In these spaces of co-habitation, community leaders can provide lines of communication between police and the community, identifying problems and solutions and allowing police to speak with neighborhood watch groups, schools and other community groups to share crime prevention tips.
One of the largest positive effects of community policing is the success of shared problem-solving.
The biggest consequence of organizational transformation and community partnerships has been the success of shared problem-solving. Working together, police and community members can start to prevent issues, rather than reacting to crime and disorder once it’s happened.
One of the most common approaches to shared problem-solving in community policing is the “SARA Model.” SARA stands for Scanning, Analysis, Response and Assessment and involves identifying and analyzing recurring issues in the community. From there, community members are consulted to determine the root causes of the issues and work together to find long-term solutions to address them.
Evidence suggests that shared problem-solving based on the SARA Model can significantly reduce crime over traditional response models. A 2010 analysis done by Anaheim police found an extreme reduction in truancy when using a community policing approach to solve the root of truancy issues among parents in the community.
How Rave Mobile Safety Enables Stronger Community Policing
Rave Mobile Safety is proud to support multiple law enforcement agencies and personnel as they work to keep their communities safe. To help communities and the police force manage planned and unplanned crises, we’ve created Rave Collaborate. This crisis management platform makes it easy for police and community members to access task checklists, situation-specific resources, real-time reporting and more.
When using Rave Collaborate, communities and personnel report better coordination and emergency response, as well as detailed reporting that helps communities find solutions to their most common or recurring challenges.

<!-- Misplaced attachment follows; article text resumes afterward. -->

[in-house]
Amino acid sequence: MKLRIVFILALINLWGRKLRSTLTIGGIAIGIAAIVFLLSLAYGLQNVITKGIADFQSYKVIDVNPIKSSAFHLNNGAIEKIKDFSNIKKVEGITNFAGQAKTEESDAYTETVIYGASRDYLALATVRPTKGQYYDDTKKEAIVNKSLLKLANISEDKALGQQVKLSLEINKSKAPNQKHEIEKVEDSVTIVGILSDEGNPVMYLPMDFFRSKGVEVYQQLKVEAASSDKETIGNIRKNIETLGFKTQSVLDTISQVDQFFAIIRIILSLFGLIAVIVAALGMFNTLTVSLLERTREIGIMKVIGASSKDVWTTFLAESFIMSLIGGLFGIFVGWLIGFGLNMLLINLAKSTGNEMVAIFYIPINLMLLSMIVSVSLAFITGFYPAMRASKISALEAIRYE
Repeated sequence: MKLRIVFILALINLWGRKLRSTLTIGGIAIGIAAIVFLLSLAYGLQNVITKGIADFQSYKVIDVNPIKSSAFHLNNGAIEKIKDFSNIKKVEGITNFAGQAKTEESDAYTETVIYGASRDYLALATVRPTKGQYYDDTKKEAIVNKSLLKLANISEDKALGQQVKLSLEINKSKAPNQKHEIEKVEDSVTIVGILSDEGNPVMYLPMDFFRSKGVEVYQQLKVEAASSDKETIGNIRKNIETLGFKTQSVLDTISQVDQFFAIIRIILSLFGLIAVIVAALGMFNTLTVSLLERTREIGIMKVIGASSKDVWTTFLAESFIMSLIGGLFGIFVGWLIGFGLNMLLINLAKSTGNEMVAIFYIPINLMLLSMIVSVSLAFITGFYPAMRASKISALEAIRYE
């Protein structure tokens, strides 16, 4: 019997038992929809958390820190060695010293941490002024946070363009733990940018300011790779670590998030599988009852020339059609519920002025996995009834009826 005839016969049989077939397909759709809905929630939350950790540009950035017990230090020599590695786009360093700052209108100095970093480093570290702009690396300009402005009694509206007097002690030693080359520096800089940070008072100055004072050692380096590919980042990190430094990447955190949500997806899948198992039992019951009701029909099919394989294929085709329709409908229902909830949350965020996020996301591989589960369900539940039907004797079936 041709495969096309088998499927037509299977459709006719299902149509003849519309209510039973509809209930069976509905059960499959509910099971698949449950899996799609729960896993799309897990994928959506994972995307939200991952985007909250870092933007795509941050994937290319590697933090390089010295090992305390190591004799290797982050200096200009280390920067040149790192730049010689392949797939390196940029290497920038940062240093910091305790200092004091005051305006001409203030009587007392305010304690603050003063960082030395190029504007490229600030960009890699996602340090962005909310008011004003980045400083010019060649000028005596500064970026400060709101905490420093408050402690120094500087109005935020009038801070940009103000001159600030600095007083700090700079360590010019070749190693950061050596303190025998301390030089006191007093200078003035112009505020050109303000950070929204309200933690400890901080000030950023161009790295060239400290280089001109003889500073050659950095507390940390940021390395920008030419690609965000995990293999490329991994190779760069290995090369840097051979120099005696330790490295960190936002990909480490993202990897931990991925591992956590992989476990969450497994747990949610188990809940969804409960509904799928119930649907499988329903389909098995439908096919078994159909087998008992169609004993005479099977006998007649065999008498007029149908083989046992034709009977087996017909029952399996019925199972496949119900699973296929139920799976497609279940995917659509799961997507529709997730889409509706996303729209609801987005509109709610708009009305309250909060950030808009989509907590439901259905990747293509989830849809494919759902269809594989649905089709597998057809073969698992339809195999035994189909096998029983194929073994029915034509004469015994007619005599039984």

Rave Collaborate helps with community policing efforts in a range of ways:
Automated Communication of Key Information
Designed for early incident response, this user-friendly tool reinforces policies and procedures while providing critical information in real time.
Dynamic Task Management
View and interact with critical tasks within an intuitive online dashboard to assign clear ownership of roles, provide real-time updates and react instantly during an active event.
Event-Specific Access to Resources
Make sure you are always prepared with prebuilt templates for all types of scenarios. Reference documents can be added before, collected during or shared after an event.
Extensive Recording of Responses and Actions
Speed response and ensure compliance with a detailed timeline recording all necessary actions during routine or unexpected emergencies.
You can view an in-depth demonstration of this tool here, where our experts will walk you through the aspects of Rave Collaborate that aid in community policing.